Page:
Starring: Lionel Barrymore, Maureen O'Sullivan, Rafaela Ottiano, and Frank Lawton
Director: Tod Browning
Rating: Seven of Ten Stars
Honest banker Paul Lavond (Barrymore) is sentenced to life in the hellish prison of Devil's Island after his business associates frame him for a robbery and murder they committed. However, after 17 years, he escapes with a mad scientist who was working on a method to reduce humans to a height of mere inches (all for the good of humanity, of course). The scientist may have been mad, but his methods worked--they not only reduced humans to doll-sizes, but they make them controllable via mental telepathy. Consumed with hatred for those who framed him, and a wish to restore the wealth that was denied him to his now-grown daughter (O'Sullivan), he takes the scientist's methods to Paris and embarks on a bizarre campaign of terror and vengeance.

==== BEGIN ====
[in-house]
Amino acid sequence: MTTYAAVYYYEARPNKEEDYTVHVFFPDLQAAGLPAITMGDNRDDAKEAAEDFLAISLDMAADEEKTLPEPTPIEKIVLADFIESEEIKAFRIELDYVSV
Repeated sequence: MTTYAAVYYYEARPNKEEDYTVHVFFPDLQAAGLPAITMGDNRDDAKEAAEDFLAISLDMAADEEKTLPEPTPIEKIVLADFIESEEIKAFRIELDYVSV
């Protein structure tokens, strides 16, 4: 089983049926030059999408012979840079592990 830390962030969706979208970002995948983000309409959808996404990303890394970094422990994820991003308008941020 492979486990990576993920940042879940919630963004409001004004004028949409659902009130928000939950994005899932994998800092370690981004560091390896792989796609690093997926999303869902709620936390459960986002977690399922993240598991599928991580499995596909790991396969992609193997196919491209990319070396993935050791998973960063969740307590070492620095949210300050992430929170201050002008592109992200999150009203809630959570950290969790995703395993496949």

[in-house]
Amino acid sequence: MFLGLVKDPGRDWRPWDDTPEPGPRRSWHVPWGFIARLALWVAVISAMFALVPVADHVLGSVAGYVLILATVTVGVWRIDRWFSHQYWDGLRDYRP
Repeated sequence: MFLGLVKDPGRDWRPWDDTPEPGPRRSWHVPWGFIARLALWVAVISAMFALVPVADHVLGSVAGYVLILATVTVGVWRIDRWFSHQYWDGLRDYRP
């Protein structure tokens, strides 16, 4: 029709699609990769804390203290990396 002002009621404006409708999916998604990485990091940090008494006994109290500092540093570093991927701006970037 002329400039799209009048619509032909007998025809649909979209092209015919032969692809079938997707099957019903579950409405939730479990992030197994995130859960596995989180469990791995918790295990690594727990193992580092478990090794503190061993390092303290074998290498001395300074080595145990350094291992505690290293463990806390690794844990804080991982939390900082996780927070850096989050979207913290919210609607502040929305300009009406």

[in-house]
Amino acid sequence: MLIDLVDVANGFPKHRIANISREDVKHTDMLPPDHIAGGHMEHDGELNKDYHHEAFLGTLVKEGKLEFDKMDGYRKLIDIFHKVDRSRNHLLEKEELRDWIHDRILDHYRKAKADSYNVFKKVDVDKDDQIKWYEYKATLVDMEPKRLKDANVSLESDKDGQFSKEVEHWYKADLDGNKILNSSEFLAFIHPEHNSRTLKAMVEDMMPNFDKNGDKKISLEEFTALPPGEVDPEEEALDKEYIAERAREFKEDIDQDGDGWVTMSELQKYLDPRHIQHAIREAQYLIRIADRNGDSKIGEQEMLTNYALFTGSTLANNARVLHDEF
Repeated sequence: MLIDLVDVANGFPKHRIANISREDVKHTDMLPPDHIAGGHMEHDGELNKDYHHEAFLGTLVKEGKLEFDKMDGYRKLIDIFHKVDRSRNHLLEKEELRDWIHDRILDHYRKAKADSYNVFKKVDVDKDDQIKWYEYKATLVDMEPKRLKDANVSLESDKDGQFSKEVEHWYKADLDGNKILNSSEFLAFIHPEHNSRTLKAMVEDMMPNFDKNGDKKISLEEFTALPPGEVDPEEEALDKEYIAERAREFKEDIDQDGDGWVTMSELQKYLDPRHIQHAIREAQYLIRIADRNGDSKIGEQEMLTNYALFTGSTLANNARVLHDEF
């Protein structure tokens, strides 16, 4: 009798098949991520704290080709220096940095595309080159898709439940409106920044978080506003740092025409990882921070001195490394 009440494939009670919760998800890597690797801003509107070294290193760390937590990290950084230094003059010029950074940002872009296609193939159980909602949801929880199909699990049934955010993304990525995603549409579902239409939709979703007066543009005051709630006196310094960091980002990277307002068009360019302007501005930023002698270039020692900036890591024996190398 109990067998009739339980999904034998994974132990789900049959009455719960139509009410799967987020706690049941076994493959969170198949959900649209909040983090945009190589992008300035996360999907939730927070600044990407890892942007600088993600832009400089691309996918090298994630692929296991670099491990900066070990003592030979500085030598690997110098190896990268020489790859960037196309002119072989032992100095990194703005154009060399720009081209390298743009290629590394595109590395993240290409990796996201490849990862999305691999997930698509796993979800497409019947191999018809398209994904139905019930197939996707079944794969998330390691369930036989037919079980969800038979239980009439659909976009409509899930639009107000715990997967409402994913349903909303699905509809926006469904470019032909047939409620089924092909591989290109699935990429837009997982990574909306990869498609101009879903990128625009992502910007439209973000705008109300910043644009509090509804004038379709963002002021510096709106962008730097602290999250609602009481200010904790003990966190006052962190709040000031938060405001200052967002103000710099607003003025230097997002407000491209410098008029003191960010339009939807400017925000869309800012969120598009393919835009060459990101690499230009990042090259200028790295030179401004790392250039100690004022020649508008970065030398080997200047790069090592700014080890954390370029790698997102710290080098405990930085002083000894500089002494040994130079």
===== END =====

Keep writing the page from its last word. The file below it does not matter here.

"The Devil-Doll" is a film with an exceedingly goofy concept at its core, but the cast is so spectacular and the effects so well done--they hold up in most instances even today--that it really doesn't matter. Barrymore and every other actor in the film give such straight performances that telepathically controlled, tiny assassins seem perfectly reasonable. (The one exception is Ottiano, who plays the widower of the inventor of the "dollification" process... and since she's even nuttier than her husband, it's okay for her to be waaaay over the top.)
This is a film that's well-shot, well-acted, and that holds up well nearly 75 years years after its release.